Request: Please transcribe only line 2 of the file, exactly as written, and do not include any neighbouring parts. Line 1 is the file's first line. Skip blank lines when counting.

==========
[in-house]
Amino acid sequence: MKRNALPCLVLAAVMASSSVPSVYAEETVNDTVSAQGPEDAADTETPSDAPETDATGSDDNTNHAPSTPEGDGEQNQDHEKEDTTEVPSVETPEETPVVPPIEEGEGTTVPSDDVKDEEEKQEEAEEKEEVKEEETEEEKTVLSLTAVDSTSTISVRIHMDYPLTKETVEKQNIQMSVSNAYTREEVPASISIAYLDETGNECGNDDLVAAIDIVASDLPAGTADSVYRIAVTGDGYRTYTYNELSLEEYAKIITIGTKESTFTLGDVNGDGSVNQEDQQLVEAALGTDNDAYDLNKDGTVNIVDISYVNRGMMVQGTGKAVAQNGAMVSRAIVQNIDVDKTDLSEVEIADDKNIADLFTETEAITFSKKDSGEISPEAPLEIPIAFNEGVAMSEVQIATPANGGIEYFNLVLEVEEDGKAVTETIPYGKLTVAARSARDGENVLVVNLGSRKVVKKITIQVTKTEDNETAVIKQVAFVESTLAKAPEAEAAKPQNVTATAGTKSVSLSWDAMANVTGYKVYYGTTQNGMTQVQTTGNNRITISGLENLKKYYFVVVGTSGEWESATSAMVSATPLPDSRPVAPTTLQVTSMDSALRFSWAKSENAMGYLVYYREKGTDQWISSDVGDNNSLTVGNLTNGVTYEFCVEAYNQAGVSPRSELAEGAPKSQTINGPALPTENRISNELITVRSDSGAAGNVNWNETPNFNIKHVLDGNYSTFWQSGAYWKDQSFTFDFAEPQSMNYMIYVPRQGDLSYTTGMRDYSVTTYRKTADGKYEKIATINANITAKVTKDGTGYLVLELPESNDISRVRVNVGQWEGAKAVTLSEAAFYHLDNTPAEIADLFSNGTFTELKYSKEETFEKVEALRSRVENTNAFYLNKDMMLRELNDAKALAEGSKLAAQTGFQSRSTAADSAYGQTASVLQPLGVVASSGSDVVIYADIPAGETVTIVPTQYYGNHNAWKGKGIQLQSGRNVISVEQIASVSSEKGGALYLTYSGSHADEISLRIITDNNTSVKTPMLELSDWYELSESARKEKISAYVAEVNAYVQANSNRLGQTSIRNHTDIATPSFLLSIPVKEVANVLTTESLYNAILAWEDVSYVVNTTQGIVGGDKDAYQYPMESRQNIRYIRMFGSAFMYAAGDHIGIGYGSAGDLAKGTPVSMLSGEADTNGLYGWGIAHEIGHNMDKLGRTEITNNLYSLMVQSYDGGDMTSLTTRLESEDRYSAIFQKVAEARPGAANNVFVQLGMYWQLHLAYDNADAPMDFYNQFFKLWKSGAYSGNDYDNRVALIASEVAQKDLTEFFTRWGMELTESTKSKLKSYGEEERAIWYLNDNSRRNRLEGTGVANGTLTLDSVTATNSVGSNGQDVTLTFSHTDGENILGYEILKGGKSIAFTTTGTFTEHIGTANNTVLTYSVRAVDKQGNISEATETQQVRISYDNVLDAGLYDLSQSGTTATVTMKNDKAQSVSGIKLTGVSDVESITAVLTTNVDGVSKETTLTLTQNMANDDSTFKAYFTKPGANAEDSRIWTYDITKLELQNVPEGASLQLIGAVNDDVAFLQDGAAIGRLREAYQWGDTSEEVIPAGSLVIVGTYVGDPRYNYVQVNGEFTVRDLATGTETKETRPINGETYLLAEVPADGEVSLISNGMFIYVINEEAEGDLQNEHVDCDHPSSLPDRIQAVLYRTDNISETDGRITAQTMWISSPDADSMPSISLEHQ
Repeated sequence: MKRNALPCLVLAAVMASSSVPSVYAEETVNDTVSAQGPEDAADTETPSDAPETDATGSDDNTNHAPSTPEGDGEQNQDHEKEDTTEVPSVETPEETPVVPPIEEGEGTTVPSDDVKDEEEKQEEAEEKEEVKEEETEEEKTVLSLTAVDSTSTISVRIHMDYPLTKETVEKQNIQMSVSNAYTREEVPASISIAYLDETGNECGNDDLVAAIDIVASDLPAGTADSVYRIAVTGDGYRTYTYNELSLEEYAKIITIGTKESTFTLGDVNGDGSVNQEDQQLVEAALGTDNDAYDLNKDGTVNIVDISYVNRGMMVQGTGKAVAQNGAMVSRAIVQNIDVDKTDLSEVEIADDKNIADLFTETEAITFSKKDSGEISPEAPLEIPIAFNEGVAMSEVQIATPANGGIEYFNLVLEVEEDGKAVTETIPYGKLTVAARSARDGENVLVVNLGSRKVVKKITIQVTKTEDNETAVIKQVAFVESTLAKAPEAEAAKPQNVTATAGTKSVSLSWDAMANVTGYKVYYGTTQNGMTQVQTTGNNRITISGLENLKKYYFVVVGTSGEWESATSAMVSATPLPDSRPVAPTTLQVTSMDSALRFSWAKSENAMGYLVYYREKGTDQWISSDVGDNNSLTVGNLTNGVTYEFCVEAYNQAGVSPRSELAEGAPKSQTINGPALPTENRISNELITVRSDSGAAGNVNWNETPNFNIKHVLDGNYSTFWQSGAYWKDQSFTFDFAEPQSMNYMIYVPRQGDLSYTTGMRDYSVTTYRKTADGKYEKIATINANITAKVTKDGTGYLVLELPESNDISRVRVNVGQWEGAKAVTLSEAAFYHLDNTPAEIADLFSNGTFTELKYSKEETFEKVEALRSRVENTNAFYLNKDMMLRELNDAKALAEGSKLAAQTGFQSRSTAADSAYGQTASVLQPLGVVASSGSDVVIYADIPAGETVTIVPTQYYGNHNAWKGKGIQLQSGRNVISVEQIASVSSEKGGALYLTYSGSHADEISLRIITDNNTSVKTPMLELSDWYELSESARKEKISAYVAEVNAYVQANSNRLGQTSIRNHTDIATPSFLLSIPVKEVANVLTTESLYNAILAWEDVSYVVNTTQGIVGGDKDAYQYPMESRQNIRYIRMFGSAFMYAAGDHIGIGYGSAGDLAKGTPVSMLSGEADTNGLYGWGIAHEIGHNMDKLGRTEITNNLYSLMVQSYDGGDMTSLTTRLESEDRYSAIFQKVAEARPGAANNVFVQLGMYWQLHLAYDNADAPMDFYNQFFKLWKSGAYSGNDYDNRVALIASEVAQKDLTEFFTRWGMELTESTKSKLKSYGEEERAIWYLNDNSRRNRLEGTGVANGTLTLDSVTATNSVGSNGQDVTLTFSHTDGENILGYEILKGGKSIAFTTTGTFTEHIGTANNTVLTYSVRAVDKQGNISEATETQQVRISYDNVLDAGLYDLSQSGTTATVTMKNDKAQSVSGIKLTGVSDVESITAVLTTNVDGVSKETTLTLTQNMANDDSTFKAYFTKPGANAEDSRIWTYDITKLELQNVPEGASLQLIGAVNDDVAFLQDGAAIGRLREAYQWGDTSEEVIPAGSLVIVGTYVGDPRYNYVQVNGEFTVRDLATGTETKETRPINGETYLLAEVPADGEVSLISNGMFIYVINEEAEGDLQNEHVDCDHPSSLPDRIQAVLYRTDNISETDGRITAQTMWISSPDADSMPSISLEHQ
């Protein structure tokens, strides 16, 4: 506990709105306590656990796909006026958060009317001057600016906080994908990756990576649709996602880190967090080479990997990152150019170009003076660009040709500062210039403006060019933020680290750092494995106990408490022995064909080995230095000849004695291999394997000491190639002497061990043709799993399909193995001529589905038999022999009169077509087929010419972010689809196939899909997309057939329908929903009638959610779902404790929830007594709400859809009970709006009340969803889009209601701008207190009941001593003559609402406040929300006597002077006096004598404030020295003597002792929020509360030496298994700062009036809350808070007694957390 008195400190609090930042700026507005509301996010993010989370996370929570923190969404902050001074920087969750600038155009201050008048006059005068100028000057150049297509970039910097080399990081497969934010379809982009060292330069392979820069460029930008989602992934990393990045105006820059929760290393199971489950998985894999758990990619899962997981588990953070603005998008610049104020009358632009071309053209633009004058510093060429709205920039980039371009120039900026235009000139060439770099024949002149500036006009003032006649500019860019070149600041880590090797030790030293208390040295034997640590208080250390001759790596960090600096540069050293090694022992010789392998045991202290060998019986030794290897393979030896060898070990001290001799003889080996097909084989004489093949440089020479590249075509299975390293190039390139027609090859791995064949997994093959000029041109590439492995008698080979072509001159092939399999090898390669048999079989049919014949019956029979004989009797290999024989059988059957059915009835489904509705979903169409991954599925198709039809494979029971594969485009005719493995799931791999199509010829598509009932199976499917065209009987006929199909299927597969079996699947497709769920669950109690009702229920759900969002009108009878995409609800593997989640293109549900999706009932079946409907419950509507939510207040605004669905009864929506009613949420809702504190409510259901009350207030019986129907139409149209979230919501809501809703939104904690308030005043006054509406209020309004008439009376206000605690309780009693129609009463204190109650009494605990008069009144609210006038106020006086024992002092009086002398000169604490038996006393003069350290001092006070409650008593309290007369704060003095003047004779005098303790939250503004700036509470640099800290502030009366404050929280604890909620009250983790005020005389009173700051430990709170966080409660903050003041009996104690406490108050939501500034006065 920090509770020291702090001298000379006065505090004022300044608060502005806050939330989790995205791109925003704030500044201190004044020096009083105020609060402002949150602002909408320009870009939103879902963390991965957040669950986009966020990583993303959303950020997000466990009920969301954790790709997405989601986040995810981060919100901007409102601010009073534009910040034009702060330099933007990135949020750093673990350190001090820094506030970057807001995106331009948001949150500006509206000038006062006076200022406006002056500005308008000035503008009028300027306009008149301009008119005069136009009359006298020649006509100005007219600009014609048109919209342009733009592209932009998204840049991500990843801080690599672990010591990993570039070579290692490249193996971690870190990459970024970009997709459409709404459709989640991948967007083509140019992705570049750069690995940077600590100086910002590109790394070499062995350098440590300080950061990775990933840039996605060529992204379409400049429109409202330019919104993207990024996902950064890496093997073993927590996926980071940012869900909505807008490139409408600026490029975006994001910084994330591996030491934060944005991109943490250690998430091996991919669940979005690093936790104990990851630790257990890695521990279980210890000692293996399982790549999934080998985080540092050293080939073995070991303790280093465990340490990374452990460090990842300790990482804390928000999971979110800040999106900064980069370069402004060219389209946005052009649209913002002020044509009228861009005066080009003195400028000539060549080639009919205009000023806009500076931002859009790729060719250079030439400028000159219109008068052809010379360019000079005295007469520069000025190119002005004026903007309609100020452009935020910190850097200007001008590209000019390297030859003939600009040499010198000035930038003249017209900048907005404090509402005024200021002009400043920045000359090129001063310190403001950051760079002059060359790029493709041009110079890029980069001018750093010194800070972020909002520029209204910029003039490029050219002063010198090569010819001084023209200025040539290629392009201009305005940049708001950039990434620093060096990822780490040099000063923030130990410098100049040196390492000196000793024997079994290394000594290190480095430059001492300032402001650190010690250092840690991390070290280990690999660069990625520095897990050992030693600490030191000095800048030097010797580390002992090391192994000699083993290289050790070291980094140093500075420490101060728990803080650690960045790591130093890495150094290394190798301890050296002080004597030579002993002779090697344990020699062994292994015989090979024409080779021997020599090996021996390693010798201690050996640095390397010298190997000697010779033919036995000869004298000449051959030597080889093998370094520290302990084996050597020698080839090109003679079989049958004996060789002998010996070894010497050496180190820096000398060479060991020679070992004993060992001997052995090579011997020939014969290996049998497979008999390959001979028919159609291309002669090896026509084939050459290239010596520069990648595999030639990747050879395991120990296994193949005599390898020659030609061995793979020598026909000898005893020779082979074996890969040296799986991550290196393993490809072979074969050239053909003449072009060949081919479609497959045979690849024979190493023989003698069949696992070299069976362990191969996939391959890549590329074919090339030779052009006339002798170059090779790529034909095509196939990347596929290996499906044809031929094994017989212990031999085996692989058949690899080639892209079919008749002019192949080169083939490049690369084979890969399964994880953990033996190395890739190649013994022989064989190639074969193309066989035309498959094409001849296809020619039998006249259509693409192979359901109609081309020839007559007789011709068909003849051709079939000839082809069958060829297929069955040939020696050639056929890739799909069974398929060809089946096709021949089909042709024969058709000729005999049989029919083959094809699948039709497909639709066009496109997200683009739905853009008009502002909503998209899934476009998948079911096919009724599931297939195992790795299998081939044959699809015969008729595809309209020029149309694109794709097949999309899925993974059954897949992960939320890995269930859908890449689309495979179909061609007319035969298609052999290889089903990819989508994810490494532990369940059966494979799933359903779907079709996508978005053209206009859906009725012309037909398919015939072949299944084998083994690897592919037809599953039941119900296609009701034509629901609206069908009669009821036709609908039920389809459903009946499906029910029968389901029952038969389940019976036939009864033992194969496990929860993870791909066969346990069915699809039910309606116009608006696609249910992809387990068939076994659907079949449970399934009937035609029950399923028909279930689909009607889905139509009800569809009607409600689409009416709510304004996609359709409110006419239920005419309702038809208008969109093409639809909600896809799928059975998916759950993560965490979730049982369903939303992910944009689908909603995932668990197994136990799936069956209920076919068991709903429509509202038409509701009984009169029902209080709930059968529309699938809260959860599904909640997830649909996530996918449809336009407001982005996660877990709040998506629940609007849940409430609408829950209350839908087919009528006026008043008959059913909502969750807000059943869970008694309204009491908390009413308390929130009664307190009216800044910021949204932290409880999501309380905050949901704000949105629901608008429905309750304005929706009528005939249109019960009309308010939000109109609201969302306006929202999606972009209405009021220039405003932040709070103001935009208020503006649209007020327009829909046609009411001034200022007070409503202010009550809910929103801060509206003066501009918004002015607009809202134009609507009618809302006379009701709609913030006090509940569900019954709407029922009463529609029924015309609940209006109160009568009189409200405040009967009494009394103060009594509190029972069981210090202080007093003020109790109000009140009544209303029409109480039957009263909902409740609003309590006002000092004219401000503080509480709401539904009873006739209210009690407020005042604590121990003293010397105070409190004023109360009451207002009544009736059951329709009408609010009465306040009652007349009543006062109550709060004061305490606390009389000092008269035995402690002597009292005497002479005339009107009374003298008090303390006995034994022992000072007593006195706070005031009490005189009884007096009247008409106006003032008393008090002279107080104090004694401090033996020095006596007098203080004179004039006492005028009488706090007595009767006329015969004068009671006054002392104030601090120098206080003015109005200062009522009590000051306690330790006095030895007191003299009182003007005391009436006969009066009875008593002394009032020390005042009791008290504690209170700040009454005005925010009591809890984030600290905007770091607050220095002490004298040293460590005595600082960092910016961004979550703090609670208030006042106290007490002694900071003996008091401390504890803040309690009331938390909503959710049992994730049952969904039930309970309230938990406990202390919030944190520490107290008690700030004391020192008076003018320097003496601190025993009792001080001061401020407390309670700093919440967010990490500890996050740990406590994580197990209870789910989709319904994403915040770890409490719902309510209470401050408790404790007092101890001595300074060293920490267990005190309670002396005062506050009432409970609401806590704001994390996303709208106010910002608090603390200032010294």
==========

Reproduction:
Amino acid sequence: MKRNALPCLVLAAVMASSSVPSVYAEETVNDTVSAQGPEDAADTETPSDAPETDATGSDDNTNHAPSTPEGDGEQNQDHEKEDTTEVPSVETPEETPVVPPIEEGEGTTVPSDDVKDEEEKQEEAEEKEEVKEEETEEEKTVLSLTAVDSTSTISVRIHMDYPLTKETVEKQNIQMSVSNAYTREEVPASISIAYLDETGNECGNDDLVAAIDIVASDLPAGTADSVYRIAVTGDGYRTYTYNELSLEEYAKIITIGTKESTFTLGDVNGDGSVNQEDQQLVEAALGTDNDAYDLNKDGTVNIVDISYVNRGMMVQGTGKAVAQNGAMVSRAIVQNIDVDKTDLSEVEIADDKNIADLFTETEAITFSKKDSGEISPEAPLEIPIAFNEGVAMSEVQIATPANGGIEYFNLVLEVEEDGKAVTETIPYGKLTVAARSARDGENVLVVNLGSRKVVKKITIQVTKTEDNETAVIKQVAFVESTLAKAPEAEAAKPQNVTATAGTKSVSLSWDAMANVTGYKVYYGTTQNGMTQVQTTGNNRITISGLENLKKYYFVVVGTSGEWESATSAMVSATPLPDSRPVAPTTLQVTSMDSALRFSWAKSENAMGYLVYYREKGTDQWISSDVGDNNSLTVGNLTNGVTYEFCVEAYNQAGVSPRSELAEGAPKSQTINGPALPTENRISNELITVRSDSGAAGNVNWNETPNFNIKHVLDGNYSTFWQSGAYWKDQSFTFDFAEPQSMNYMIYVPRQGDLSYTTGMRDYSVTTYRKTADGKYEKIATINANITAKVTKDGTGYLVLELPESNDISRVRVNVGQWEGAKAVTLSEAAFYHLDNTPAEIADLFSNGTFTELKYSKEETFEKVEALRSRVENTNAFYLNKDMMLRELNDAKALAEGSKLAAQTGFQSRSTAADSAYGQTASVLQPLGVVASSGSDVVIYADIPAGETVTIVPTQYYGNHNAWKGKGIQLQSGRNVISVEQIASVSSEKGGALYLTYSGSHADEISLRIITDNNTSVKTPMLELSDWYELSESARKEKISAYVAEVNAYVQANSNRLGQTSIRNHTDIATPSFLLSIPVKEVANVLTTESLYNAILAWEDVSYVVNTTQGIVGGDKDAYQYPMESRQNIRYIRMFGSAFMYAAGDHIGIGYGSAGDLAKGTPVSMLSGEADTNGLYGWGIAHEIGHNMDKLGRTEITNNLYSLMVQSYDGGDMTSLTTRLESEDRYSAIFQKVAEARPGAANNVFVQLGMYWQLHLAYDNADAPMDFYNQFFKLWKSGAYSGNDYDNRVALIASEVAQKDLTEFFTRWGMELTESTKSKLKSYGEEERAIWYLNDNSRRNRLEGTGVANGTLTLDSVTATNSVGSNGQDVTLTFSHTDGENILGYEILKGGKSIAFTTTGTFTEHIGTANNTVLTYSVRAVDKQGNISEATETQQVRISYDNVLDAGLYDLSQSGTTATVTMKNDKAQSVSGIKLTGVSDVESITAVLTTNVDGVSKETTLTLTQNMANDDSTFKAYFTKPGANAEDSRIWTYDITKLELQNVPEGASLQLIGAVNDDVAFLQDGAAIGRLREAYQWGDTSEEVIPAGSLVIVGTYVGDPRYNYVQVNGEFTVRDLATGTETKETRPINGETYLLAEVPADGEVSLISNGMFIYVINEEAEGDLQNEHVDCDHPSSLPDRIQAVLYRTDNISETDGRITAQTMWISSPDADSMPSISLEHQ